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Hindustan Unilever finally responds after viral rap video 'Kodaikanal Won't'

Kunal Majumder | Updated on: 14 February 2017, 7:01 IST

Hindustan Unilever (HUL) has finally responded to the viral video 'Kodaikanal Won't', a rap song by Chennai-born Sofia Ashraf, voicing the demands of former HUL thermometer factory workers.

After being ignored for 14 years, the video, posted on 30 July, was the workers' attempt to challenge HUL on a platform they cannot ignore.

On 4 August, the company responded to the video with a notice on its website. HUL maintains that various studies, including those monitored by the Supreme Court of India and the Madras High Court, found that the thermometer factory in Kodaikanal did not cause lasting damage to the environment.

The company also said it was not directly responsible for the mercury contaminated waste that was dumped behind the factory.

HUL, in the notice published on its website, said it had addressed the problem immediately and closed its factory in 2001 when the first signs of mercury damage were brought to light.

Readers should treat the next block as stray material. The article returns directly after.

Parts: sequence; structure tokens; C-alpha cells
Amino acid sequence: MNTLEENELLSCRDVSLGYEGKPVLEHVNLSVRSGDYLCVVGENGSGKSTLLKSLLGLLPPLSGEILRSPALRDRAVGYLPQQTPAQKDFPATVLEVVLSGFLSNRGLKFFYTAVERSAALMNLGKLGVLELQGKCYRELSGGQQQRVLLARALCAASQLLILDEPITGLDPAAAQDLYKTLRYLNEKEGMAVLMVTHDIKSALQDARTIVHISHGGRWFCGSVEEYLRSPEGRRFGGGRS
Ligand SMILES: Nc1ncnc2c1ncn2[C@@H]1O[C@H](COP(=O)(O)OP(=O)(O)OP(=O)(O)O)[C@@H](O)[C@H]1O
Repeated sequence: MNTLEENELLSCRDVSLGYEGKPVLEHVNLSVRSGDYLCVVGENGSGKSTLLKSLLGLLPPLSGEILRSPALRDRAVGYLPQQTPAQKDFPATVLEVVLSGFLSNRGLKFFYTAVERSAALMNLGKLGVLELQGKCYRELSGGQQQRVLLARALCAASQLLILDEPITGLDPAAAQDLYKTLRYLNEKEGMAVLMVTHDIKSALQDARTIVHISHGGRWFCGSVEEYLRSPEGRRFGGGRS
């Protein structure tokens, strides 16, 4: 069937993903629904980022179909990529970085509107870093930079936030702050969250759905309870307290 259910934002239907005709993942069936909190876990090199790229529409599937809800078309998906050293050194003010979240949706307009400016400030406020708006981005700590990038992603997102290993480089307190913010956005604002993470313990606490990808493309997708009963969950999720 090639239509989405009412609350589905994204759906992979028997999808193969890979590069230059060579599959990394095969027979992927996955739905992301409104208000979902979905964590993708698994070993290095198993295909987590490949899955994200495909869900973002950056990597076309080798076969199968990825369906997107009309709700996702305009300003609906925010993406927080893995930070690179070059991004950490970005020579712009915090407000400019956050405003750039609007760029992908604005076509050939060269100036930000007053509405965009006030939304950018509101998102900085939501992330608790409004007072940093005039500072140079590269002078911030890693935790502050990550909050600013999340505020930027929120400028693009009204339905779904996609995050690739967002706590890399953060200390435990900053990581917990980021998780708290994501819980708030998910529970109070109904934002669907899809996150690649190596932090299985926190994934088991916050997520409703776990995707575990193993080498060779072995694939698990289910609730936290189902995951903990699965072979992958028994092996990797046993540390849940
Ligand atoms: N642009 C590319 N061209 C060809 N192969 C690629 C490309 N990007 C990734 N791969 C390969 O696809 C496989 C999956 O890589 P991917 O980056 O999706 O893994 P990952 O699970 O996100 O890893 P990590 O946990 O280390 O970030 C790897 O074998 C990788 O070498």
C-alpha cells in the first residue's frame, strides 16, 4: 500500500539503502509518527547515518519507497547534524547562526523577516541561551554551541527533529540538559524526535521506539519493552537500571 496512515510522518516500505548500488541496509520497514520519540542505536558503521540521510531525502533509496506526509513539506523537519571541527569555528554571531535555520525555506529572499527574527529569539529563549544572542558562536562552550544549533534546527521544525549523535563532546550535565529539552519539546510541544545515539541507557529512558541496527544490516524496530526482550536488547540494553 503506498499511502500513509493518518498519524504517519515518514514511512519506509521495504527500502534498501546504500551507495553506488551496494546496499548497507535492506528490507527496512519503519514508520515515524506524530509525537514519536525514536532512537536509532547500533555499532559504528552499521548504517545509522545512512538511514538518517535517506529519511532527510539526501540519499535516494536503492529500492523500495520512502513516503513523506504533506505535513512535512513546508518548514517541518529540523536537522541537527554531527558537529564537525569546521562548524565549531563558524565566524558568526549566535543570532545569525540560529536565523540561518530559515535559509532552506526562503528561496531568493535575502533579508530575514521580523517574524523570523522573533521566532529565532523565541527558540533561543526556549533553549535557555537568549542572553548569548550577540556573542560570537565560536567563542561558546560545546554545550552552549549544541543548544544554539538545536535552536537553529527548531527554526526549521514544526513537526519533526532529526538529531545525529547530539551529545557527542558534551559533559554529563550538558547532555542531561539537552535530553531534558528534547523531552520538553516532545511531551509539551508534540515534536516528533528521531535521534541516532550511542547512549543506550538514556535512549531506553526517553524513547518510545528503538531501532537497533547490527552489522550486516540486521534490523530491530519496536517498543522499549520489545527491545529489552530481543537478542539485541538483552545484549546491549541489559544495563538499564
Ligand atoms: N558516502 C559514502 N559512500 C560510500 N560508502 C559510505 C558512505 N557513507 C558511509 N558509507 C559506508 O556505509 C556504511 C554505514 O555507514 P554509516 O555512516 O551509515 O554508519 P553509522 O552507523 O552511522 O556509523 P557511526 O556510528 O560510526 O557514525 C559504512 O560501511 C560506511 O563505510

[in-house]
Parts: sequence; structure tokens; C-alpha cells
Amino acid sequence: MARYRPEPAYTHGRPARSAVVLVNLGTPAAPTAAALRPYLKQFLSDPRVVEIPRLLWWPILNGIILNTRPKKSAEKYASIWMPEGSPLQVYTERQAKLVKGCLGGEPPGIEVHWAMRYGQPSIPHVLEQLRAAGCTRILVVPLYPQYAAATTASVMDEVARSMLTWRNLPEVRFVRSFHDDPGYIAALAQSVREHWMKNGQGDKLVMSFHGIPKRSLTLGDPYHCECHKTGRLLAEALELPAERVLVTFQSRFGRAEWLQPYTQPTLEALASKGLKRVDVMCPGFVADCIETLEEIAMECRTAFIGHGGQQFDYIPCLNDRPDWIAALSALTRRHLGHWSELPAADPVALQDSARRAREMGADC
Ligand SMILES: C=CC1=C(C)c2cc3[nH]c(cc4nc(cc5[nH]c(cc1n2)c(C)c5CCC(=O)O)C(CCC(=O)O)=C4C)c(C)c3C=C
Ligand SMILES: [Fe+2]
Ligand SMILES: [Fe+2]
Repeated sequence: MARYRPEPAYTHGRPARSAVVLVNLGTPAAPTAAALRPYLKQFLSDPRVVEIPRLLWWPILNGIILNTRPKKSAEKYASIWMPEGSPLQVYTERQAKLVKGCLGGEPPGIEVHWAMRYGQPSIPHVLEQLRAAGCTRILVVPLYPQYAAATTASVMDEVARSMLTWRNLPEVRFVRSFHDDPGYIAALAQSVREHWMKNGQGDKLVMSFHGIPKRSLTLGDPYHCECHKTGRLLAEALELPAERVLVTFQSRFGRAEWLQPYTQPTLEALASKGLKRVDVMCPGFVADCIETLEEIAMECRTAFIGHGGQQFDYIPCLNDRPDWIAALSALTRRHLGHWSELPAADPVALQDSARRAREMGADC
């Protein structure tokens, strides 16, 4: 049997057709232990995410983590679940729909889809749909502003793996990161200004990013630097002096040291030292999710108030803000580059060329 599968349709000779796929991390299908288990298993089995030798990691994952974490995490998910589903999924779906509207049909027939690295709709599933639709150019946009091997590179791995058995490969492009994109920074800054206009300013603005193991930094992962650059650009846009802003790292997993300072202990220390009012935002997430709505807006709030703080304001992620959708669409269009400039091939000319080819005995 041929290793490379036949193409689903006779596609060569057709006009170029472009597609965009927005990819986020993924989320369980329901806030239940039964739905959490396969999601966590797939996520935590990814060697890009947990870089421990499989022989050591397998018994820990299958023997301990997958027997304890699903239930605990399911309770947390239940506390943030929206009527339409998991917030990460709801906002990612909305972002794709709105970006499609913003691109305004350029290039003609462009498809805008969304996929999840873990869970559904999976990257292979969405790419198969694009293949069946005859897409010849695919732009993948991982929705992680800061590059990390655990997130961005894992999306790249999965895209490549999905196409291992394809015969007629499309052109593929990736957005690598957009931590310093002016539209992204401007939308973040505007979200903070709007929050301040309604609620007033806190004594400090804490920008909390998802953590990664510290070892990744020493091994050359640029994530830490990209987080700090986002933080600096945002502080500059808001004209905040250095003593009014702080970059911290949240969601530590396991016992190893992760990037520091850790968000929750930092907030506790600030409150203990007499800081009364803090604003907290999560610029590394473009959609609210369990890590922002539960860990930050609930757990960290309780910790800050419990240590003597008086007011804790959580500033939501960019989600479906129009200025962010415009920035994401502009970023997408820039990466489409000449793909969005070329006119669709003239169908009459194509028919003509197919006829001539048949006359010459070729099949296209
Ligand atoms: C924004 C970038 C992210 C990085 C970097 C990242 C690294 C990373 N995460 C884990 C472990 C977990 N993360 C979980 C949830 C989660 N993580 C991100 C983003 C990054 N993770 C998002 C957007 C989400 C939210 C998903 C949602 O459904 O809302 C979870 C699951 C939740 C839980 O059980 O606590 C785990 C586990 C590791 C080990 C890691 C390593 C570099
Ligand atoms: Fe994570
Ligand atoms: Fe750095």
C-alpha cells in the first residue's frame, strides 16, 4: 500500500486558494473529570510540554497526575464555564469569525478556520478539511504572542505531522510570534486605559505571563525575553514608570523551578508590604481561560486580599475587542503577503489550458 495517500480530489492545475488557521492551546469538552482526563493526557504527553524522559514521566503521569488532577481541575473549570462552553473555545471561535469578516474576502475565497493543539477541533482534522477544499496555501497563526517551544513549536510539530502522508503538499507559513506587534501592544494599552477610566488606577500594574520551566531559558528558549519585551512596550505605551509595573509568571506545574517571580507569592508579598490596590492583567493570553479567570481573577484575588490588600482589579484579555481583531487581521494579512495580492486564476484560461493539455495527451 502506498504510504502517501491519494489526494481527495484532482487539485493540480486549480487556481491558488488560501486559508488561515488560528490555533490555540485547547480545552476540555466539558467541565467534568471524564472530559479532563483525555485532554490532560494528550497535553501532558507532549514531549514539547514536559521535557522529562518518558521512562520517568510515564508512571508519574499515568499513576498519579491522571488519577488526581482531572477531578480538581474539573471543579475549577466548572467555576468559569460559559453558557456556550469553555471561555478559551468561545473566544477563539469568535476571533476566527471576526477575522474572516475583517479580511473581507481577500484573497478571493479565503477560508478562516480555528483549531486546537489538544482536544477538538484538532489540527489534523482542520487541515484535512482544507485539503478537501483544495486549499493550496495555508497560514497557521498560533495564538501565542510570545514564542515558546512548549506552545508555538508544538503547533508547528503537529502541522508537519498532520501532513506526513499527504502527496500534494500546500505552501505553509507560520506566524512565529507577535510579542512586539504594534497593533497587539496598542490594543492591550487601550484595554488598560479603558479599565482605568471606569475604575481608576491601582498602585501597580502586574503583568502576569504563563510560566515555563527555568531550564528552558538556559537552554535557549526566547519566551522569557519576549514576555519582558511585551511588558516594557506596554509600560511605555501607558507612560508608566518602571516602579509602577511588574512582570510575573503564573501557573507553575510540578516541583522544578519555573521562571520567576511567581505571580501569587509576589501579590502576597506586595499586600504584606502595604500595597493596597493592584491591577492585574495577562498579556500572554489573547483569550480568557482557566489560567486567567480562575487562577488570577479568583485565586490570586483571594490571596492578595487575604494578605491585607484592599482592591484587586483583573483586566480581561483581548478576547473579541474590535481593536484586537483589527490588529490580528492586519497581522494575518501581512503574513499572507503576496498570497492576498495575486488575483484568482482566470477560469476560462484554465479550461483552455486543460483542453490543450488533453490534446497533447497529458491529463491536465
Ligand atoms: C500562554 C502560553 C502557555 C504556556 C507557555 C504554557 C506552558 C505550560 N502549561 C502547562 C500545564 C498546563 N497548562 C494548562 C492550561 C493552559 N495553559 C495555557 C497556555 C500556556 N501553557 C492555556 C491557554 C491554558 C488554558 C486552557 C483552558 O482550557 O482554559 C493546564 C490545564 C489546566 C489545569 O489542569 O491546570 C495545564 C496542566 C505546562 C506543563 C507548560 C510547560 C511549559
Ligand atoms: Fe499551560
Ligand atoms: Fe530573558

Read: You've seen the 'Anaconda' Kodaikanal Won't video. Wait till you read the Unilever backstory

"We have been working hard to find a fair and mutually satisfactory resolution at the suggestion of the Madras High Court and have had more than 10 meetings with our former employees' representatives since 2014," said the notice.

While it is a positive sign that HUL has taken notice of the matter, their response to it is nothing new.

Activist Nityananda Jairaman, who has been at the forefront of the movement against HUL, told Catch that the company wants to find a quick solution to the problem in order to avoid a controversy. "What they are offering is peanuts. The workers don't need their charity. HUL wants to settle the matter speedily, but its senior management needs to find the heart to compensate for the damages," said Jairaman.

First published: 14 February 2017, 7:01 IST
 
Kunal Majumder @kunalmajumder

Editor for Speed News aka Catch Live and Operations at Catch, Kunal enjoys measuring his life in numbers. Of his 30 years of life, 12 have been spent working, 9 of them in journalism. The remaining 3 were spent in 2 call centres, talking to British and Australians about insurance and cellphones. In his journalistic capacity, Kunal has worked at 3 publications and headed 2 online teams. The '3' includes Images Multimedia, Tehelka and DNA. The '2' includes Tehelka and DNA. Catch is Kunal's 6th workplace, where he will head his 3rd team as speed news editor. As a reporter, he won 2 awards - Statesman Award for Rural Reporting and UNFPA-Laadli Award for Gender Sensitivity. That's his story in Prime Numbers (a section on this site from which he's taken inspiration).

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